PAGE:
Child Abandonment in Florida

by Single Parent from Florida

I am currently a single parent that has had physical custody of the child for about 2 years. By court order we have split parental responsibility.

The other parent has the right to see the child as long as it is in my house every day of the week if they feel.

In the past year the other parent has seen the child about 4 times. The parent has not seen the child for the last 11 months. The other parent contacts the child about 2-3 times a week. After reading the definition of abandonment by Florida Statutes Chapter 39.01:

'Abandoned' or 'abandonment' means a situation in which the parent or legal custodian of a child, in the absence of a parent or legal custodian, the caregiver, while being able makes no provision for the child's support and has failed to establish or maintain a substantial and positive relationship" includes but is no limited to, frequent and regular contact with the child through frequent and regular visitation or frequent and regular communication to or with the child and the exercise of parental rights and responsibilities.

Due to my situation does this fit the definition?

Answer to Florida Court Forms Question

Dear Single Parent,

Yes, maybe. Your ex may have abandoned your child according to Florida's definition for child abandonment, if he has more than just shared parental responsibility "in the absence of another parent or custodian."

And if this is the case, from what I gather from your question, it looks as if you certainly believe this is true.

But... then again, contact "2-3 times a week", by some standards may very well be considered as "frequent contact", so your situation may not be considered as abandonment at all.

My first question is, why do you want to know whether your child has been abandoned? And more importantly, how does knowing that the other parent has abandoned the child benefit your child in any way?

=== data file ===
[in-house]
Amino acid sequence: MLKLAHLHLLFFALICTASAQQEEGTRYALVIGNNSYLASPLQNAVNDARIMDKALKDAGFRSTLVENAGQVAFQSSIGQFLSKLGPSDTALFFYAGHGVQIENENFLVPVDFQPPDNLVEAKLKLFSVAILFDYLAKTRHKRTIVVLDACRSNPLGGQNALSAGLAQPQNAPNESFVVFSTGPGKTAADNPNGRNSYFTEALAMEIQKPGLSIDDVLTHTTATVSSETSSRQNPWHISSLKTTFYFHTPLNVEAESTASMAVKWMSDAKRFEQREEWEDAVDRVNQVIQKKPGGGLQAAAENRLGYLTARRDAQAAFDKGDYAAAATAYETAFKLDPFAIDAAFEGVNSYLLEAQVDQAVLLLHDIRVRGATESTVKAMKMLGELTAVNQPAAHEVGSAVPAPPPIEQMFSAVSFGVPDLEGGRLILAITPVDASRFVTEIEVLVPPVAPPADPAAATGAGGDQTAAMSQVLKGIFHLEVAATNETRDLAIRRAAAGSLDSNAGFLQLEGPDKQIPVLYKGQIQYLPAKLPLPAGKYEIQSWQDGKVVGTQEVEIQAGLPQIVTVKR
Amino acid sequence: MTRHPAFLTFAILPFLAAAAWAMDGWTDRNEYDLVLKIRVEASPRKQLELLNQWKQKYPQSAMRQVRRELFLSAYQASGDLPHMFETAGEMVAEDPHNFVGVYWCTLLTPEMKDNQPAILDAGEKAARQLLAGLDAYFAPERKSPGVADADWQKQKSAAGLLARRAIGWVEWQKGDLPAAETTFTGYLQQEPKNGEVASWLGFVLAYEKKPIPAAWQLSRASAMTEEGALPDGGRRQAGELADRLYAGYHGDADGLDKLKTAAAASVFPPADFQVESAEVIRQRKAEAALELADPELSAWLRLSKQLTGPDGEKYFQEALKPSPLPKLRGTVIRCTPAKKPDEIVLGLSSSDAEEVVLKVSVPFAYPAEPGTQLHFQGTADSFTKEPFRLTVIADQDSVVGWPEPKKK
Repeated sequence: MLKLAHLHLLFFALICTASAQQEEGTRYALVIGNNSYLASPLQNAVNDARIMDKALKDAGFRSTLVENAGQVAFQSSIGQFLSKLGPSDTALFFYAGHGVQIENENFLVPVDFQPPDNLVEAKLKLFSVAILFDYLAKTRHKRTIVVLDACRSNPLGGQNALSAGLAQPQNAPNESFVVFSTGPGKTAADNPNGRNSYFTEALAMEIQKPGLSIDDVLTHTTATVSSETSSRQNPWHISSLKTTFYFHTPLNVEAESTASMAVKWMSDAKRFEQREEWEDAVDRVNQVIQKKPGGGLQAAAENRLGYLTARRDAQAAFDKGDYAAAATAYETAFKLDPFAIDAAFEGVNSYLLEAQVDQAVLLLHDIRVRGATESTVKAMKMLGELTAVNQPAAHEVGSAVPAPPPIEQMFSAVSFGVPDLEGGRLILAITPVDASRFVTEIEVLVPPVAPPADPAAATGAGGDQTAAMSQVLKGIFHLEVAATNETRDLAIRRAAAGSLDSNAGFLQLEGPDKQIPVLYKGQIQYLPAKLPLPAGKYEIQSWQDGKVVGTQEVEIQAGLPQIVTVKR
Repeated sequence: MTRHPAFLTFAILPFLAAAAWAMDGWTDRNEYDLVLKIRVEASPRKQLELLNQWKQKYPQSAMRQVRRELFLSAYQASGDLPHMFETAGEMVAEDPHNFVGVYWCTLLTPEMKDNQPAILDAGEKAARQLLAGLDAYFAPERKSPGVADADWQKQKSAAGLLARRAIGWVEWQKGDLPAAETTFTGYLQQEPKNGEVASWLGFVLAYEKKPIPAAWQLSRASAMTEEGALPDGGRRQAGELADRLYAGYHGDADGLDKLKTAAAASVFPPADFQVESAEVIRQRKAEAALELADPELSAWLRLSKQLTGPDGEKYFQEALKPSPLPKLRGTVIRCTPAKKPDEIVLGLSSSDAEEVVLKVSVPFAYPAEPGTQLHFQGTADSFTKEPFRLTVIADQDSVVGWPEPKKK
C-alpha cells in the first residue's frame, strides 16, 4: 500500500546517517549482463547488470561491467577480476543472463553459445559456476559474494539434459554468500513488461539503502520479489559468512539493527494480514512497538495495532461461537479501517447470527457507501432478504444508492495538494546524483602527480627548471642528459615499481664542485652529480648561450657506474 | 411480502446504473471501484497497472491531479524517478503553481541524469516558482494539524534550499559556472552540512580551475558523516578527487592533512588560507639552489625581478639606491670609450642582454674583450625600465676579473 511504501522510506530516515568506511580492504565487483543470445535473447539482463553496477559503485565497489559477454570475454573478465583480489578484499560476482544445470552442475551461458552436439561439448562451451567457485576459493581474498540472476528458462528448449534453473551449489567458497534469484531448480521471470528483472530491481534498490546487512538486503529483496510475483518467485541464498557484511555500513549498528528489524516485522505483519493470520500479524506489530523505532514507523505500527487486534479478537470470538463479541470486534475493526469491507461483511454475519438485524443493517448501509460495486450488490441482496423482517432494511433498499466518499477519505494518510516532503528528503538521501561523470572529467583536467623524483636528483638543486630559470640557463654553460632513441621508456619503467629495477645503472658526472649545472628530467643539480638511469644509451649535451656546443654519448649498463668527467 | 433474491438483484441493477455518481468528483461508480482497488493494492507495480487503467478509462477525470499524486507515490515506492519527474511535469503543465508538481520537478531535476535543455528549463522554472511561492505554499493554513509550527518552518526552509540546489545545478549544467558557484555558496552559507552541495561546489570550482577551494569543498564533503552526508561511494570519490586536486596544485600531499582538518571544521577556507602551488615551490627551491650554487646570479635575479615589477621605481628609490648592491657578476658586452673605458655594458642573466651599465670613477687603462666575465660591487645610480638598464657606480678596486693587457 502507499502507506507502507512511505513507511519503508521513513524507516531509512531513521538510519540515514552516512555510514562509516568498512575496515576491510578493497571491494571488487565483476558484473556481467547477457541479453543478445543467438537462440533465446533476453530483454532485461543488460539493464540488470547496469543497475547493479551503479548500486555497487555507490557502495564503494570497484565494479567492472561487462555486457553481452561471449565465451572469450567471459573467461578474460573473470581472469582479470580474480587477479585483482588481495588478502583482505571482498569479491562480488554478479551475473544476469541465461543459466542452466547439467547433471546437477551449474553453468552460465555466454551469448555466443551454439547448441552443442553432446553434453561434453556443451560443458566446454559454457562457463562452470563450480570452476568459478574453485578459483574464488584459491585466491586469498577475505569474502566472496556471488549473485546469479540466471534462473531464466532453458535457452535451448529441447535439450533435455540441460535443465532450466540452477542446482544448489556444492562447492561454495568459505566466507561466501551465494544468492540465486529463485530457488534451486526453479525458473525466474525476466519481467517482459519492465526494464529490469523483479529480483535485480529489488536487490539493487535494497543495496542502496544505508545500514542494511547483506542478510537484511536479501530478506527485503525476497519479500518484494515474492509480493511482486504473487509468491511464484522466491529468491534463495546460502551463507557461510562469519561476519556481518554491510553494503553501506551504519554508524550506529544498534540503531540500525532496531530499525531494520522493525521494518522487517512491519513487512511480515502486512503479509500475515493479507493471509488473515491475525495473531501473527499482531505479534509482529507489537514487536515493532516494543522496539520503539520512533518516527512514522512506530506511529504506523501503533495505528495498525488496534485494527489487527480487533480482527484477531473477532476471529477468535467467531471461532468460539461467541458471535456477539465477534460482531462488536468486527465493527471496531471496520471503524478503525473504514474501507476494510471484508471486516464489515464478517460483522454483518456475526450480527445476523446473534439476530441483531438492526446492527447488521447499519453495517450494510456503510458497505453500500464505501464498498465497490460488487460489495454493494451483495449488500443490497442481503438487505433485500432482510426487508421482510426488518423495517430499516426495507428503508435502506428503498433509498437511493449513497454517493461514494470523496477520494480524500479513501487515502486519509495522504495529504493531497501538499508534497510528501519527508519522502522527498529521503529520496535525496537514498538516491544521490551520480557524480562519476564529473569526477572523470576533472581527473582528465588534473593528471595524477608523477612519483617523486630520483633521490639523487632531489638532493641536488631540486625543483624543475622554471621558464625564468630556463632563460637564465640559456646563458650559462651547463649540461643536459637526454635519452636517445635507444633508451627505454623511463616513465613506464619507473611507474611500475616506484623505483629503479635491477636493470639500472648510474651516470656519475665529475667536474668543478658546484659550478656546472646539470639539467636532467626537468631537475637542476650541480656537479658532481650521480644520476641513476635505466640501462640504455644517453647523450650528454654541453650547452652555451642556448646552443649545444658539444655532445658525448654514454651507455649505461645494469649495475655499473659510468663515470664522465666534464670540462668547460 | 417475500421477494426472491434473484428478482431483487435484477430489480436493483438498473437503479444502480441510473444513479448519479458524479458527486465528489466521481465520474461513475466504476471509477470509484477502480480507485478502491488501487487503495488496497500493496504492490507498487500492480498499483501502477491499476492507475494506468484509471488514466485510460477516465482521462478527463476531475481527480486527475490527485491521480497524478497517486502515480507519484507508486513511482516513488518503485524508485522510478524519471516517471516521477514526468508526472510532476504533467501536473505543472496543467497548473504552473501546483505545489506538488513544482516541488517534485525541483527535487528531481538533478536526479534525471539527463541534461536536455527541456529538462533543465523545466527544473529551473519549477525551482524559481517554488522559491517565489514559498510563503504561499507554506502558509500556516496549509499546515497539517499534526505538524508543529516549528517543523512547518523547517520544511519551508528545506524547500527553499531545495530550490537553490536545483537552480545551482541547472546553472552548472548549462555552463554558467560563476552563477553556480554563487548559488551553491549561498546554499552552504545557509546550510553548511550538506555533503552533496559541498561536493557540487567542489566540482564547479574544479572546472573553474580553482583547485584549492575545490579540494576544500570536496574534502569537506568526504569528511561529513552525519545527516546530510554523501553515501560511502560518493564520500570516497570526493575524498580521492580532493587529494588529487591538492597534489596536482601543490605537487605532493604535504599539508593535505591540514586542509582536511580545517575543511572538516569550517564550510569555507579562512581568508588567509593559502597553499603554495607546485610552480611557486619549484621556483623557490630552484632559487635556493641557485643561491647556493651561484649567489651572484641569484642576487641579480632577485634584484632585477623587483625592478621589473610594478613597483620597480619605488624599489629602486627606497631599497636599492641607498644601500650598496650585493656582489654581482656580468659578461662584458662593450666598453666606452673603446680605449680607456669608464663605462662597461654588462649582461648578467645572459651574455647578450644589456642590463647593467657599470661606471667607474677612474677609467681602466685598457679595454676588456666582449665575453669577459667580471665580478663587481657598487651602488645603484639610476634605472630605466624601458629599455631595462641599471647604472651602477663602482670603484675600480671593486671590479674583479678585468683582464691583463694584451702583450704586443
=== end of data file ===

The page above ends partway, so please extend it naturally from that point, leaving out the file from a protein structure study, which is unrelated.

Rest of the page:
It is extremely difficult, if not impossible, to force someone to visit their child. Some parents are not good at being parents, but they are still parents and as such are guaranteed certain rights.

Proving abandonment in your case may be very difficult to do as this looks like a border-line case solely going by your description of the current situation. And what are you trying to get the court to do by proving child abandonment? Deny visitation? Get the child's name changed? Get sole custody and decision making authority?

Bottom line is, I don't think this fits the definition of child abandonment. It's more like poor parenting on your ex's part.

Notice: We provide these answers to the general public and our website visitors as a means to further their online legal research. These answers are merely suggestions and should not be regarded as legal advice.

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Comments for Child Abandonment in Florida

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Child Abandonment
by: Anonymous

I have read the information (above) where someone else had asked about Child Abandonment. My husbands situation is different. They have split custody and he pays child support to the children's mother. She moved to Houston Texas the end of July and has left the children with us. She was calling the kids on a regular basis.